4: Fabric / Cloth Pots
In non-hydroponic grows, many gardeners are now using fabric or cloth pots instead of plastic pots. Fabric pots have the advantage of being able to let your roots "breathe" and air-prune, encouraging roots to spread and develop a favorable "fish bone" structure. While these advantages are well known, we have found them especially beneficial in LED gardens. In a standard HPS setup, the undesirable infrared heat evaporates water from your soil, however quality LED grow lights do not emit this heat, so having pots that "breathe" allows for more regular feeding and reduces the chances of overwatering. If you are still growing in old plastic pots, switching to fabric can boost growth and yield.
5: Reflective Surroundings
Surrounding your grow area with reflective materials helps to get more light to your plants and distribute it more evenly, so that leaves or plants on the outer edge of the lighting footprint grow more like the ones in the center.
Reflective materials aren't a strict necessity but they are one of the cheapest, easiest ways to boost your yield.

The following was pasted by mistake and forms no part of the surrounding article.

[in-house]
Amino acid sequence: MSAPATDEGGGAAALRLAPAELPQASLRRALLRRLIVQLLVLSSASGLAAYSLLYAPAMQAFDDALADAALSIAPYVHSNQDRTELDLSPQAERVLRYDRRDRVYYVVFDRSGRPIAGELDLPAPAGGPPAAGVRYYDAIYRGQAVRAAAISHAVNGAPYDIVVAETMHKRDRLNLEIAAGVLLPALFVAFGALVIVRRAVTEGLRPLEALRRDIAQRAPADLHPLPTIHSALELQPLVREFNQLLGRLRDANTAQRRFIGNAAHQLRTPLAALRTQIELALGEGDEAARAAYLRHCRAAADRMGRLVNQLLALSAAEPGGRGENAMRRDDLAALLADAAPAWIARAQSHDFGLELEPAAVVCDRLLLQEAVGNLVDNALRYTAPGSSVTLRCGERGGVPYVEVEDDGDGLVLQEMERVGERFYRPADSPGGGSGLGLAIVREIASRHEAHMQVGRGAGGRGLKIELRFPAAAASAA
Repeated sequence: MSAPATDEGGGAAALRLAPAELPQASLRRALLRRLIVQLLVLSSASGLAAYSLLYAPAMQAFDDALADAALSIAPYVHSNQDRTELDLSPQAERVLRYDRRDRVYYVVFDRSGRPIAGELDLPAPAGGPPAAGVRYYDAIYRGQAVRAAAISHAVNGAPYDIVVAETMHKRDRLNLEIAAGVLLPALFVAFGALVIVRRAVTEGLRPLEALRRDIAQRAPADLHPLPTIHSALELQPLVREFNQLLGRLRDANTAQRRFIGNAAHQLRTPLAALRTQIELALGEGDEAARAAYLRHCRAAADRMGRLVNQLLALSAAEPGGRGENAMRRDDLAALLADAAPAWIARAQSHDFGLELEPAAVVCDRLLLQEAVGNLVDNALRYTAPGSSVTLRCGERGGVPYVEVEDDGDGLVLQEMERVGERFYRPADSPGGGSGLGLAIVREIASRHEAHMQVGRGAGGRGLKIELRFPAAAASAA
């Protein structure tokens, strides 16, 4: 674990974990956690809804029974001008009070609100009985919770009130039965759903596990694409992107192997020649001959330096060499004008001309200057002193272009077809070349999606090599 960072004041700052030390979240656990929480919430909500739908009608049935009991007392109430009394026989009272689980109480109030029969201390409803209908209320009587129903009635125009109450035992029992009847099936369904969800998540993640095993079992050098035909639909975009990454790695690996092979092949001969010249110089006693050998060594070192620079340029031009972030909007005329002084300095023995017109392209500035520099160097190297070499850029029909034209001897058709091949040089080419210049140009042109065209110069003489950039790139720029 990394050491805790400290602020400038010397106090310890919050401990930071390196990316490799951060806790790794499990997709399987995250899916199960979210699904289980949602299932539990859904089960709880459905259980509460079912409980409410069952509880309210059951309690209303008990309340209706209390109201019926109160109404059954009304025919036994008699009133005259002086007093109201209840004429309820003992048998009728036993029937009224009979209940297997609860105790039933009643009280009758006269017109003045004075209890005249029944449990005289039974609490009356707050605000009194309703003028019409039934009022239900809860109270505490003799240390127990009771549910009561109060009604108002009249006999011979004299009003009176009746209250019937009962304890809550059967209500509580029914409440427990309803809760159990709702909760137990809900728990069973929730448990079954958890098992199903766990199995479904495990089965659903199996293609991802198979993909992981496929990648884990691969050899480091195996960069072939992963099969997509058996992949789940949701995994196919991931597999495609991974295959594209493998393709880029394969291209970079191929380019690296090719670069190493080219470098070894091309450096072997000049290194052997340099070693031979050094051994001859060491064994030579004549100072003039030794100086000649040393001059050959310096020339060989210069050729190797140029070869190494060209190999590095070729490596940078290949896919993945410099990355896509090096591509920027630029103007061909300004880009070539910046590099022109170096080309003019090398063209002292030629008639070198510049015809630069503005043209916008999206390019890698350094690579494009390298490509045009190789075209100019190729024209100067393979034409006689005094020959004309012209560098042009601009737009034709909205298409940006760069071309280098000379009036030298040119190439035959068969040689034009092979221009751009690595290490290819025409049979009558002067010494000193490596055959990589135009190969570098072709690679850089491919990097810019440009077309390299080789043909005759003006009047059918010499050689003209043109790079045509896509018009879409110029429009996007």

What we think of as being the best reflective surfaces (mirrors and mylar) aren't actually reflecting as much light as you'd think; we see reflected images in these surfaces because the surface is "throwing away" light that isn't bouncing back at the right angle to form an image. Flat (not glossy) white surfaces reflect almost all of the light that hits them, regardless of the angle it comes from. It is also light-tight if you're trying to make sure your garden doesn't have any light leaks.
6: Light Movers
Moving an LED grow light even a few inches back and forth above your garden allows light to reach parts of the plant that would normally be shaded if the light was stationary. While this is true for other indoor grow lights, due to ducting, reflector size, and heat, light movers have become harder to implement in many standard HID gardens. Using Skylight LEDs, you do not have these issues, making them easy to hang and move.
7: Nutrients / pH